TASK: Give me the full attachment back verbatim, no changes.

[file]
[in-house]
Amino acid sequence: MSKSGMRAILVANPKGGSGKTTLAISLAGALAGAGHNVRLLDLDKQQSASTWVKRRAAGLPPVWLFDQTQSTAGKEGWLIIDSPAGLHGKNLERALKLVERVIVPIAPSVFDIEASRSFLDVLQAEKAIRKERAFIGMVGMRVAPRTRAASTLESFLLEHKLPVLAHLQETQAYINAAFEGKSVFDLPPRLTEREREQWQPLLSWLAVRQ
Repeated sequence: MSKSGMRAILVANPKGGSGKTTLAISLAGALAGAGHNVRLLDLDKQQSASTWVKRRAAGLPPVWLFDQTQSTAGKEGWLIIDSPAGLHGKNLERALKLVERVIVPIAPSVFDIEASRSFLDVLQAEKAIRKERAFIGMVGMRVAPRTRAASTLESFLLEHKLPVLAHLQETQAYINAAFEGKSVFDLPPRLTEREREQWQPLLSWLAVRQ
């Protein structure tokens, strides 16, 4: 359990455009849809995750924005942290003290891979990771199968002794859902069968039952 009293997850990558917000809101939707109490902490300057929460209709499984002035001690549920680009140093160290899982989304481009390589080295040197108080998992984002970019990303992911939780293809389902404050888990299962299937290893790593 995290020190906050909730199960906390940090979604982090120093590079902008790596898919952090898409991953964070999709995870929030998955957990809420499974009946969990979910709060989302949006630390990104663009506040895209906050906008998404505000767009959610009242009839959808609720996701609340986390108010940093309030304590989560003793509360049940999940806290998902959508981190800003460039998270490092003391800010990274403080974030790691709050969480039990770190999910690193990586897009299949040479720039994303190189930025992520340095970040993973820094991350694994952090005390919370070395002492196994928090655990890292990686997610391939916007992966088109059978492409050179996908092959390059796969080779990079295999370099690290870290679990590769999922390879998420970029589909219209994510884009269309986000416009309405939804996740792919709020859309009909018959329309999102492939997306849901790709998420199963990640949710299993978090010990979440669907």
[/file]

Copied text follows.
[in-house]
Amino acid sequence: MSKSGMRAILVANPKGGSGKTTLAISLAGALAGAGHNVRLLDLDKQQSASTWVKRRAAGLPPVWLFDQTQSTAGKEGWLIIDSPAGLHGKNLERALKLVERVIVPIAPSVFDIEASRSFLDVLQAEKAIRKERAFIGMVGMRVAPRTRAASTLESFLLEHKLPVLAHLQETQAYINAAFEGKSVFDLPPRLTEREREQWQPLLSWLAVRQ
Repeated sequence: MSKSGMRAILVANPKGGSGKTTLAISLAGALAGAGHNVRLLDLDKQQSASTWVKRRAAGLPPVWLFDQTQSTAGKEGWLIIDSPAGLHGKNLERALKLVERVIVPIAPSVFDIEASRSFLDVLQAEKAIRKERAFIGMVGMRVAPRTRAASTLESFLLEHKLPVLAHLQETQAYINAAFEGKSVFDLPPRLTEREREQWQPLLSWLAVRQ
């Protein structure tokens, strides 16, 4: 359990455009849809995750924005942290003290891979990771199968002794859902069968039952 009293997850990558917000809101939707109490902490300057929460209709499984002035001690549920680009140093160290899982989304481009390589080295040197108080998992984002970019990303992911939780293809389902404050888990299962299937290893790593 995290020190906050909730199960906390940090979604982090120093590079902008790596898919952090898409991953964070999709995870929030998955957990809420499974009946969990979910709060989302949006630390990104663009506040895209906050906008998404505000767009959610009242009839959808609720996701609340986390108010940093309030304590989560003793509360049940999940806290998902959508981190800003460039998270490092003391800010990274403080974030790691709050969480039990770190999910690193990586897009299949040479720039994303190189930025992520340095970040993973820094991350694994952090005390919370070395002492196994928090655990890292990686997610391939916007992966088109059978492409050179996908092959390059796969080779990079295999370099690290870290679990590769999922390879998420970029589909219209994510884009269309986000416009309405939804996740792919709020859309009909018959329309999102492939997306849901790709998420199963990640949710299993978090010990979440669907």